In November of 1964, Jack Weinberg posed the phrase “don’t trust anyone over 30.” While this phrase has been attributed to the Beatles, Abbie Hoffman, and Jerry Rubin, all icons of the 1960s, research finds that Mr. Weinberg coined the phrase when he was a member of the Free Speech Movement.
While a free speech is a tenant of the United States and a right outlined in our Constitution, from our founding fathers to Mr. Weinberg, few could imagine what technology has brought us. Social media has redefined free speech in a manner never imagined over two-hundred years ago. While free speech is protected by law, its amplification has exceeded anything imaginable two-hundred years ago.Keep Reading
I never knew that slavery and addiction could be so satisfying. Recently on a social media website, one of the addicted slaves made some startling comparisons that need some sincere comments. Claiming that our fears about our youth being too “dependent” on technology, and that those fears were nothing but “BS” our dependent youth made the following arguments:
His first point was that we use automobiles to travel instead of horses and buggies. Yes, that is true, but the Model T Ford began production in 1908. His second point is we don’t use outhouses to go to the bathroom. Yes, that is true, but the flushing-rim toilet was introduced in 1824. His third point is we don’t use typewriters to write comments. Yes, that is true, but typewriters were invented in 1868. His fourth point is we don’t heat water for our bath on the stove. Yes, that is true, but water heaters were patented in 1889. His closing statement was, “Do you see what I am getting at?”
Yes, I see what he was getting at, (including his poor grammar ending a sentence with a preposition) and his point was that apparently it is a valid argument to compare technology from centuries ago with the present technology. My professor whose essay tests frequently asked to compare and contrast concepts would have given him a failing grade. None of the inventions this person mentioned can generate information, they only serve in a physical perspective.Keep Reading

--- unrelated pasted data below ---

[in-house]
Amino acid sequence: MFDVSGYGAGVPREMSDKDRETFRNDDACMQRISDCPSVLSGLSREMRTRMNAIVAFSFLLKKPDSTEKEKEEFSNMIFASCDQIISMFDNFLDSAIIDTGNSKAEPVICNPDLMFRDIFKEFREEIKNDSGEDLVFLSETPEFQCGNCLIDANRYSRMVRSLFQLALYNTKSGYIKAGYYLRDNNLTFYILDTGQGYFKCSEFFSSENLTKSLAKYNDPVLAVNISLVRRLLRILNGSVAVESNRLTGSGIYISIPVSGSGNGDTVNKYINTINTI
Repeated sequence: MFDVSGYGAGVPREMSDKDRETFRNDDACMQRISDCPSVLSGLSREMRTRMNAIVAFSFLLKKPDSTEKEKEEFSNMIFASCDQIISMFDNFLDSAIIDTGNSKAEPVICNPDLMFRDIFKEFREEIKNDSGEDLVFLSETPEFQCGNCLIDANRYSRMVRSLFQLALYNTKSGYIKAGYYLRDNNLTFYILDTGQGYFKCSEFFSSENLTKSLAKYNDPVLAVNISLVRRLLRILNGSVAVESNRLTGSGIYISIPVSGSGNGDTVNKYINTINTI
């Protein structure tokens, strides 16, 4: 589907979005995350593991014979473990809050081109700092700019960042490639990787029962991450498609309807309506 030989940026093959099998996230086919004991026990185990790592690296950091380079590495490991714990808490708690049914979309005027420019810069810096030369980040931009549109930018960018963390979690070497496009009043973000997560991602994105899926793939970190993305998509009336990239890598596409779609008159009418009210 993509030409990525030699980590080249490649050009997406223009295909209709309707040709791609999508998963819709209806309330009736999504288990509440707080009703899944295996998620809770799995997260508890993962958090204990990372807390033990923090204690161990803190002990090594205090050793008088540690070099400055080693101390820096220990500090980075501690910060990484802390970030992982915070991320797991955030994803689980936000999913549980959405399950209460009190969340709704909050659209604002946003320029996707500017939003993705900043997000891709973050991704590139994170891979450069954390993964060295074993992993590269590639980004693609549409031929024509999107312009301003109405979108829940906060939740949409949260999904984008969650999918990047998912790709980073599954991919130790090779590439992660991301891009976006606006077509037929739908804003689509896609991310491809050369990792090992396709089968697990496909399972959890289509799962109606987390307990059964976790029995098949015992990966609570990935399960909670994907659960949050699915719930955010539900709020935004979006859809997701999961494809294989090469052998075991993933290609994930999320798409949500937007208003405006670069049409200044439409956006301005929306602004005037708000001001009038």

Advanced treatments help treat disease, heal injuries, reduce the impact of aging, and boost immunity and vitality
Stem cell research has long been an area of contention and controversy in the US. Critics point to trigger words like “abortion” or “fetus” as a moral argument against this medical advancement from its early years in the late 1990s. But this field has come far since its discovery and those conflicted by its history of moral debate should think again.
As one of the world’s leading stem cell research and treatment centers, BioXcellerator offers hope to patients who suffer from a wide range of diseases and disorders — with therapies that also help extend longevity, improve immunity, and enhance overall quality of life.
Backed by 22 years of clinically based research, the company’s team includes leading scientists, physicians, and researchers who work each day with one common mission – to help end pain and suffering worldwide.Keep Reading
Human knowledge, what we know, is based on fundamental, basic knowledge and understanding. We have to understand those basic symbols and their relationships before we can apply them in complex equations.
We have to understand letters, words, sentences and punctuation before we can combine those symbols into paragraphs, books, and manuals. The technology of today has been built upon the existing technology of yesterday; and it has always been this way.Keep Reading
*China is an interesting state, and becoming a bigger player on the world stage as time passes. Having lost wars to major powers in the more recent century, China is deliberately moving on the world stage and is determined to exercise its power in the twenty-first century. In terms of assets, China is creating man-made islands in the South China Sea, in order to enlarge its global footprint, claiming manmade islands as part of their sovereign nation and attempting to curtail traffic in the open seas. Keep Reading